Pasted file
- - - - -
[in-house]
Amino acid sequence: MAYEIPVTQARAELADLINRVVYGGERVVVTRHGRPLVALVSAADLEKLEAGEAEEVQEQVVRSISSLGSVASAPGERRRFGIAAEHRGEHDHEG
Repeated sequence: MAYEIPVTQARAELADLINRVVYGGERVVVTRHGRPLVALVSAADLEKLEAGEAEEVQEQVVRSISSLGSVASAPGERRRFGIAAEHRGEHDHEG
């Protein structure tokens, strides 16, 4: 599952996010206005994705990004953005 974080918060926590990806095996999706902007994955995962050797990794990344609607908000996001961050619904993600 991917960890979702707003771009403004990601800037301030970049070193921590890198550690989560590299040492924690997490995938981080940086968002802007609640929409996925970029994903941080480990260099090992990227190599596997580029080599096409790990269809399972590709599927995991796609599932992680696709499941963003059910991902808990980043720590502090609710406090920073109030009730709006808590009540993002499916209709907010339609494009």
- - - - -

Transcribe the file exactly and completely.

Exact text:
[in-house]
Amino acid sequence: MAYEIPVTQARAELADLINRVVYGGERVVVTRHGRPLVALVSAADLEKLEAGEAEEVQEQVVRSISSLGSVASAPGERRRFGIAAEHRGEHDHEG
Repeated sequence: MAYEIPVTQARAELADLINRVVYGGERVVVTRHGRPLVALVSAADLEKLEAGEAEEVQEQVVRSISSLGSVASAPGERRRFGIAAEHRGEHDHEG
């Protein structure tokens, strides 16, 4: 599952996010206005994705990004953005 974080918060926590990806095996999706902007994955995962050797990794990344609607908000996001961050619904993600 991917960890979702707003771009403004990601800037301030970049070193921590890198550690989560590299040492924690997490995938981080940086968002802007609640929409996925970029994903941080480990260099090992990227190599596997580029080599096409790990269809399972590709599927995991796609599932992680696709499941963003059910991902808990980043720590502090609710406090920073109030009730709006808590009540993002499916209709907010339609494009």